DATABASE OF TECHNICAL DATA
Photon collecting area
|The diameter of the telescope's primary mirror is||D = 42 m.|
|The diameter of the central obstruction is||d = 0.28 × D = 11.76 m.|
|The photon collecting area is||A = π/4 (D2 - d2) = 0.92 × π/4 D2 = 1276.82 m2.|
The segmentation of the primary mirror and any obscuring support structures are ignored.
The telescope is a 5-mirror design (i.e. 5 mirrors to the Nasmyth foci). The total throughput of the telescope (τ = ratio of the number of photons arriving at the Nasmyth foci to the number of photons impinging on the primary mirror) is hence the product of the reflectivities, R, of each of the 5 mirrors. It is assumed that all mirrors have the same reflectivity. Hence we have
The reflectivity of a mirror is a function of wavelength and is determined by its coating. We consider two different coatings which have very dissimilar characteristics: the 'standard' bare aluminium coating and a more novel protected combination of silver and aluminium. The figures below show their reflectivities and total throughputs.
|Fig. 1||Fig. 2|
The protected silver/aluminium coating is clearly superior to the bare aluminium coating at all wavelengths > 370 nm. In particular, aluminium shows the well-known dip near 800 nm, and the protected silver/aluminium coating retains a significant advantage all the way into the mid-IR (see below). However, only aluminium provides access to the UV down to the atmospheric cut-off.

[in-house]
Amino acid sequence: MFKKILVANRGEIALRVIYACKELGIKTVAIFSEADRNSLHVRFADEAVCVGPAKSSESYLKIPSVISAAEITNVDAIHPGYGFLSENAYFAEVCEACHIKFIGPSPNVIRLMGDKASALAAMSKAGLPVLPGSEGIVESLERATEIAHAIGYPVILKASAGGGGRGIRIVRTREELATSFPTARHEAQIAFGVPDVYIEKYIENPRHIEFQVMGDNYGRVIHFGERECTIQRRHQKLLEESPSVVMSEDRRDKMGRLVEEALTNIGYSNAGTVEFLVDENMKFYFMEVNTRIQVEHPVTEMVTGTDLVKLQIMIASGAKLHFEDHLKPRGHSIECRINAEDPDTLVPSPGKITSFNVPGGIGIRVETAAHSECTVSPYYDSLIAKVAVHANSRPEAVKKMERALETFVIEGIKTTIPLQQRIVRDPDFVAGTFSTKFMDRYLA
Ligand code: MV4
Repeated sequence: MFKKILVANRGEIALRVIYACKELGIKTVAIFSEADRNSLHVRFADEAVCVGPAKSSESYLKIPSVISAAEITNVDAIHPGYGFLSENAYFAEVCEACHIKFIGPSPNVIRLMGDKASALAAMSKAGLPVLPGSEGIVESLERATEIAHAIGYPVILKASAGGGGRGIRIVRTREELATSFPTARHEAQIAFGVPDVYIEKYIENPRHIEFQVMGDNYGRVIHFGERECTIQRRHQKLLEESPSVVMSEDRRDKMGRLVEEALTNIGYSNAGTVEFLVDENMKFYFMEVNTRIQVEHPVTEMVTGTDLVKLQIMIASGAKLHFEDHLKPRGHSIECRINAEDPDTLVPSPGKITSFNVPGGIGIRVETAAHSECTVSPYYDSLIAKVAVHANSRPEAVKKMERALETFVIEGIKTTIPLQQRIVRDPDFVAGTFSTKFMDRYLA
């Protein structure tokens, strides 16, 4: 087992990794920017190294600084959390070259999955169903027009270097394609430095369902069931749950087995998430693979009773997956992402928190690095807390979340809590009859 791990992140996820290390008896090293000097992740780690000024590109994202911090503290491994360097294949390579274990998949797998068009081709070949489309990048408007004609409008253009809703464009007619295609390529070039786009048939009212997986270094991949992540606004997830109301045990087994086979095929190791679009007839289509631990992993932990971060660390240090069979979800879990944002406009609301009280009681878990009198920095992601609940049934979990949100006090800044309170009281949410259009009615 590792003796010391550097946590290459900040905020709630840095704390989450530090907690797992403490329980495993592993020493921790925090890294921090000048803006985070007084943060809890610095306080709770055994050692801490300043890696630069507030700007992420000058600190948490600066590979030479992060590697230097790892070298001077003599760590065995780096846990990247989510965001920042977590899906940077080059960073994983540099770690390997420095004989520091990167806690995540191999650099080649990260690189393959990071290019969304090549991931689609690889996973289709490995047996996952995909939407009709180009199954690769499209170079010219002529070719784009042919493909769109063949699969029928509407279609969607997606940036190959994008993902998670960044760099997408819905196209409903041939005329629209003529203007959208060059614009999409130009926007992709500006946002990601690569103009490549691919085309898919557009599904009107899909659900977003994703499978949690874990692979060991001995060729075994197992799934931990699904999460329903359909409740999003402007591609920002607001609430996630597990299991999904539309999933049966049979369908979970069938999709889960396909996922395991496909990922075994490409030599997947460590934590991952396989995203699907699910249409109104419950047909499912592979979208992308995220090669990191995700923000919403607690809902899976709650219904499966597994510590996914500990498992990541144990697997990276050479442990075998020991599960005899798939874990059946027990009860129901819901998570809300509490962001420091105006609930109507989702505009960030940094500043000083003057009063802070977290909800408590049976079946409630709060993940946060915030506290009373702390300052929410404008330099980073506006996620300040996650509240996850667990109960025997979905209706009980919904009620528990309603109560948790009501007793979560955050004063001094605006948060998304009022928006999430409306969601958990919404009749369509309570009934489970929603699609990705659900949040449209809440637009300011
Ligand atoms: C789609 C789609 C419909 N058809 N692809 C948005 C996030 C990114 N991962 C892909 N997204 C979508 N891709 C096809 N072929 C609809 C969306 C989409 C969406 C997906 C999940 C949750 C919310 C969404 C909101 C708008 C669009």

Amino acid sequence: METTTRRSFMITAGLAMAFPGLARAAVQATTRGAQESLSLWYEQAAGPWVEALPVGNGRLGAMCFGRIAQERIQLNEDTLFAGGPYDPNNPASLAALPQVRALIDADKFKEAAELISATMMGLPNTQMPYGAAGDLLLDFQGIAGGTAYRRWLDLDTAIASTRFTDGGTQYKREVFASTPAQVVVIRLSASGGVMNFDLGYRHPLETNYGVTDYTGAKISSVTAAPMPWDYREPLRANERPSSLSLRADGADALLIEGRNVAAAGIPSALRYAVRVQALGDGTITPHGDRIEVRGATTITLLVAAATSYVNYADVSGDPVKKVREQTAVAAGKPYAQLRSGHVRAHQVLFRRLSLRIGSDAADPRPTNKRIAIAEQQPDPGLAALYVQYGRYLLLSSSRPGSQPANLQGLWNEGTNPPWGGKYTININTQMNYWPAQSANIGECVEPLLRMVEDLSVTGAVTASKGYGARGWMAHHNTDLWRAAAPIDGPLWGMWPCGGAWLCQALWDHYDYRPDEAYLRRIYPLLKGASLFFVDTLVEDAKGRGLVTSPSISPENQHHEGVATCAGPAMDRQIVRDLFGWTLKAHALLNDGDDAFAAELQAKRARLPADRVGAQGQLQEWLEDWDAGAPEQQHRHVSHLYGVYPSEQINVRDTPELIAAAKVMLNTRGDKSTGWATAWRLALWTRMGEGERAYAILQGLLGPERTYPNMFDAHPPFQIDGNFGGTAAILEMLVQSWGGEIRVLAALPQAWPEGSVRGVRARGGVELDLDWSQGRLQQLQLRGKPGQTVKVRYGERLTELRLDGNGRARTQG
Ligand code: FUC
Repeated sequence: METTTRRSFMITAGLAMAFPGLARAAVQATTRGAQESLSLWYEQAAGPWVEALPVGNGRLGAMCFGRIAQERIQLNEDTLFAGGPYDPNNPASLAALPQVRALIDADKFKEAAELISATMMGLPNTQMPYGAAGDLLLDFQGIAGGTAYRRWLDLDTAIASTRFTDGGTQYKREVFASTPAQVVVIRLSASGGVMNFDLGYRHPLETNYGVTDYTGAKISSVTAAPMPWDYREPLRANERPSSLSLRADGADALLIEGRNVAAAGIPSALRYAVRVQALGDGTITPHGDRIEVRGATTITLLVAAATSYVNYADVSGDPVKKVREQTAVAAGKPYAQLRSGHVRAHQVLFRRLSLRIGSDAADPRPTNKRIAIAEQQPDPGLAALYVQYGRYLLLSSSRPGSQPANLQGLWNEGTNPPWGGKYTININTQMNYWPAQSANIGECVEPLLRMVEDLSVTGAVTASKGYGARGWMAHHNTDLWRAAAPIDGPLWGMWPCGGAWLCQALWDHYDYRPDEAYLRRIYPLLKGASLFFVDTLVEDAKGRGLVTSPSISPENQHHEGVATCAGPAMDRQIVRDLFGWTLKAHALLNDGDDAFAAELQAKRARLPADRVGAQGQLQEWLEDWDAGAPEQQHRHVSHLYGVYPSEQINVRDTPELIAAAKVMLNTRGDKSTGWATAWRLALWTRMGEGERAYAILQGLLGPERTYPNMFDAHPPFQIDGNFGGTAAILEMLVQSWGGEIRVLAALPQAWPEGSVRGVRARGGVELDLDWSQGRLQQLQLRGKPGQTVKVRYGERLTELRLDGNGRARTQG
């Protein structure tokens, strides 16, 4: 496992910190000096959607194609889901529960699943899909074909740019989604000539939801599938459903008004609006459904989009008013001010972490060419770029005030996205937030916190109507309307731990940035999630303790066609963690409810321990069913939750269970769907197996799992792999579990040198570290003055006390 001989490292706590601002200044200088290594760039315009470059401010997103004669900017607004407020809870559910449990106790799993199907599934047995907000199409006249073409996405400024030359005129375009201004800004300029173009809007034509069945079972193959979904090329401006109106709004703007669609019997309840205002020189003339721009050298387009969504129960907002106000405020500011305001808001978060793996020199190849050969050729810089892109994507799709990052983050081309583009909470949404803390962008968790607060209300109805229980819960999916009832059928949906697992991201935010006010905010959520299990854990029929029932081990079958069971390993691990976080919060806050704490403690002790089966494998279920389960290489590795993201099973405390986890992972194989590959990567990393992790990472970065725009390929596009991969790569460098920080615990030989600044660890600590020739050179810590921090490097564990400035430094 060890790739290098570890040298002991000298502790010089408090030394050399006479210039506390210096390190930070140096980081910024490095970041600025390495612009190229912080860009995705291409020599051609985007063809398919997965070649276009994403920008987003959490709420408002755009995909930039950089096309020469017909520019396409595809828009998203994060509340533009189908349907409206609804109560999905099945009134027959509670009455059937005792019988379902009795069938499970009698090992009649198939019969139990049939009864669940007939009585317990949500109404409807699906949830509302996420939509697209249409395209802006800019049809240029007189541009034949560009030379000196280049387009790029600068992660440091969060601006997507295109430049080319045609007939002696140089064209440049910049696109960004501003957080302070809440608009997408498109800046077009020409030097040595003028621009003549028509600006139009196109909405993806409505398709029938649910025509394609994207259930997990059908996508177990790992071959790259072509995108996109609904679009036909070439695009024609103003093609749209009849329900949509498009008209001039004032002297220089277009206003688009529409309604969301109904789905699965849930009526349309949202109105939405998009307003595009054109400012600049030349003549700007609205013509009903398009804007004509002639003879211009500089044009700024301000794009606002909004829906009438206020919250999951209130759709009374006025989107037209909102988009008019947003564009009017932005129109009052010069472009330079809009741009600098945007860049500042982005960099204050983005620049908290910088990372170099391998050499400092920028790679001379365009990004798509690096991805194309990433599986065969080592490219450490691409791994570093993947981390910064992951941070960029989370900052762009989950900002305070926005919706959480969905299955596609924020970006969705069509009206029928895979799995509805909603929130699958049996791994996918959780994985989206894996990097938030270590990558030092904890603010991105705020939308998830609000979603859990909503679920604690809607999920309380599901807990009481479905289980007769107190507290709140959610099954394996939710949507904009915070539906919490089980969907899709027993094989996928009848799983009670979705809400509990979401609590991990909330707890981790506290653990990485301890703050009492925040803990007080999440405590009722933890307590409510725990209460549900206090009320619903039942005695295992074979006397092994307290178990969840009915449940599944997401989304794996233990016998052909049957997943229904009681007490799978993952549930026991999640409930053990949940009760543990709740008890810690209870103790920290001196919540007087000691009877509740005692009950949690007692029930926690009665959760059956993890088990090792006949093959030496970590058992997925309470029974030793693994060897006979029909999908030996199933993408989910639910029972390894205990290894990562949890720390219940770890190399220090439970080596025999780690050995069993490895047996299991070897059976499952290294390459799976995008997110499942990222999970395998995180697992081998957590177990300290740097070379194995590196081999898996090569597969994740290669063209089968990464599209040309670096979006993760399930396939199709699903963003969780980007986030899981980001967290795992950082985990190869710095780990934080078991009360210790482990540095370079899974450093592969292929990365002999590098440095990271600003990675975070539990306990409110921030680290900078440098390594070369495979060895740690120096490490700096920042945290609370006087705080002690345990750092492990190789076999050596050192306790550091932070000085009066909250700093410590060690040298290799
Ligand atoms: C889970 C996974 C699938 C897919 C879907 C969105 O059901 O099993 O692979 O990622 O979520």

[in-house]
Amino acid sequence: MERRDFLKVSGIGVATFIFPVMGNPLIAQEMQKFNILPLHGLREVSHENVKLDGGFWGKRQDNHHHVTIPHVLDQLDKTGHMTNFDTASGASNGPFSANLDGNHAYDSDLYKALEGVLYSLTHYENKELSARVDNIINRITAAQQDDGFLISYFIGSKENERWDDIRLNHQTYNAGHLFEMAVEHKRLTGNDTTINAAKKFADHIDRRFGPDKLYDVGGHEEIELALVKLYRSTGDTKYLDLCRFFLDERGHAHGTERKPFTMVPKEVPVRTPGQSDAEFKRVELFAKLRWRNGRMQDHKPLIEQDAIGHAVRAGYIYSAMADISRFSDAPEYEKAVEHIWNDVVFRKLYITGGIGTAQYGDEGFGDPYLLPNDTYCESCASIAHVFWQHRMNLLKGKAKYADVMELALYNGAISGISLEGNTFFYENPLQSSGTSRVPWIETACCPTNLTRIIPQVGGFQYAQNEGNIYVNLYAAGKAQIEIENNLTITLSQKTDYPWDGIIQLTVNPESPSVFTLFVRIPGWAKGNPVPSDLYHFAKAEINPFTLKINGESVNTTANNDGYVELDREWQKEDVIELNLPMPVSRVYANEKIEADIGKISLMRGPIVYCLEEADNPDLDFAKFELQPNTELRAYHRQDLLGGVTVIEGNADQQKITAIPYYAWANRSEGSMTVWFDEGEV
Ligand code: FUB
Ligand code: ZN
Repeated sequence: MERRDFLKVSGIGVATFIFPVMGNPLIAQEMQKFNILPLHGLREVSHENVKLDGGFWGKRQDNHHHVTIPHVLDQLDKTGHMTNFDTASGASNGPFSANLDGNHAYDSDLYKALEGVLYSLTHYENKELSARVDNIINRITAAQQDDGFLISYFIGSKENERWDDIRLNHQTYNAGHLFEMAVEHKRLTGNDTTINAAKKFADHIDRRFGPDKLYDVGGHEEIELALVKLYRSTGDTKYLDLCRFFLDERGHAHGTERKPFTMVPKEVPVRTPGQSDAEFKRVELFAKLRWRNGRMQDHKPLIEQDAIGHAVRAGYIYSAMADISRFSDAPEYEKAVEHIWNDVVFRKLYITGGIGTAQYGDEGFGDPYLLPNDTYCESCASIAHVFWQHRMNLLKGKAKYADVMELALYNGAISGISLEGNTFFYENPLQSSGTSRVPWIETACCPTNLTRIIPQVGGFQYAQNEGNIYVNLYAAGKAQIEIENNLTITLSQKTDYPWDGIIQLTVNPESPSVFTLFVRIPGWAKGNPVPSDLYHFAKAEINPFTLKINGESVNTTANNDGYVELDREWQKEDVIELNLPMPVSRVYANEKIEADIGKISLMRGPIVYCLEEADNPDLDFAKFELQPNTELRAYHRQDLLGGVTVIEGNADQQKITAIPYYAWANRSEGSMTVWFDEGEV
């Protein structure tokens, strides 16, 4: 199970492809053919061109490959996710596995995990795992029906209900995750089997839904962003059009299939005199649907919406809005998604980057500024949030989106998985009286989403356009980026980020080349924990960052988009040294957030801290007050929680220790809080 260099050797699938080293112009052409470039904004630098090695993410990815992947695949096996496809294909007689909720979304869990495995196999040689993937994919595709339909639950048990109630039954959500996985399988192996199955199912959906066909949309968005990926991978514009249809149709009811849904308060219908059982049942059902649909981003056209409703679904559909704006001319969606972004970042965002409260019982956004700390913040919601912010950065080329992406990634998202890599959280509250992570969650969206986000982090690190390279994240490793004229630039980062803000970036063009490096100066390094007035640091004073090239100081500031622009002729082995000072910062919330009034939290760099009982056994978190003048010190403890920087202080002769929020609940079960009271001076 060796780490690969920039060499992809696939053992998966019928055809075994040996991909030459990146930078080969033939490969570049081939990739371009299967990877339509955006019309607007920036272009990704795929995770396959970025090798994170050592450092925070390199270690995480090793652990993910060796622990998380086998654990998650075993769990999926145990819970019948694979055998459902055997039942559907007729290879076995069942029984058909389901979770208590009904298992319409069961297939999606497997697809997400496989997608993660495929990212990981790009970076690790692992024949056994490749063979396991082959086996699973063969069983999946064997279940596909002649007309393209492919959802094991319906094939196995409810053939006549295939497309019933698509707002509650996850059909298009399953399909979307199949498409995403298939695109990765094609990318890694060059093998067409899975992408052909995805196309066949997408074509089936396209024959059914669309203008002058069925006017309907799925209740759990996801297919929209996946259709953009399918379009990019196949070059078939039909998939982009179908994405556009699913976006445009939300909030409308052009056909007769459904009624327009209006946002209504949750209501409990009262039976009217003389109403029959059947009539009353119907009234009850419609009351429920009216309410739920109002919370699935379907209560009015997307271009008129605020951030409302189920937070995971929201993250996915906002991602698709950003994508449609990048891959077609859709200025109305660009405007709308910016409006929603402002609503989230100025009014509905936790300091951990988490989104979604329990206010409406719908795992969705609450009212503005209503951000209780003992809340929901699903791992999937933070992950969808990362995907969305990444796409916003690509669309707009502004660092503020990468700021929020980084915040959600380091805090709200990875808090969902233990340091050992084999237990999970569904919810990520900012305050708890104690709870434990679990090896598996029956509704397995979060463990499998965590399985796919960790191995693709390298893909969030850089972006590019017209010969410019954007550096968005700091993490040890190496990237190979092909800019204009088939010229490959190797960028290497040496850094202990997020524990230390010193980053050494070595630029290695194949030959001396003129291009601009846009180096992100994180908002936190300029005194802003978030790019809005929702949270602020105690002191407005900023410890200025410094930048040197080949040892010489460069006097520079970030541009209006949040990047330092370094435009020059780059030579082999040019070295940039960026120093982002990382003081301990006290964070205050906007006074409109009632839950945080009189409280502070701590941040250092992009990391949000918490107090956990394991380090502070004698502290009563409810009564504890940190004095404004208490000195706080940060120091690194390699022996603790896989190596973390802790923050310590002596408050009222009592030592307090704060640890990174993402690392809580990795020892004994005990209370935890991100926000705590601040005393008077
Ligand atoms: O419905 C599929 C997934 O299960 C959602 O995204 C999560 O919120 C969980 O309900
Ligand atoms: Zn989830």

Data files containing the reflectivities and total throughputs.
These data were taken from the public TMT construction proposal. More information can be found in, e.g., Boccas (2004) who describes the first deployment of a protected silver coating at a large telescope (also summarised at this Gemini page). The plots shown in this talk from LLNL seem to suggest that there exist coatings (on Keck?) that have reflectivity > 90 % for all wavelengths > 300 nm…
Each mirror is assumed to radiate like a grey body, i.e. its emission is given by ε bb(T), where bb is a black body's emission, and ε and T are the mirror's emissivity and temperature, respectively. The temperature is assumed to be equal to that of the site. The emissivity of each mirror is given by ε = 1 - R, where R is the mirror's reflectivity at mid-IR wavelengths: ε = 0.03 for the bare aluminium coating and ε = 0.01 for the protected Ag/Al. Since all mirrors have the same temperature the total emission from the telescope as seen by an instrument at the Nasmyth focus can be modeled as a single grey body with emissivity:
Hence we obtain εtot = 0.14 for the bare aluminium coating and εtot = 0.049 for the protected Ag/Al coating.
Note that εtot is not simply equal to 5ε. The additional factor is due to the attenuation of a given mirror's radiation by the imperfect reflectivity of subsequent mirrors. For example, since the radiation emitted by the primary mirror has to be (imperfectly) reflected by the 4 subsequent mirrors in order to reach the focus, only a fraction R4 actually makes it there.
Project Science Team
Phase B (2006 – 2011)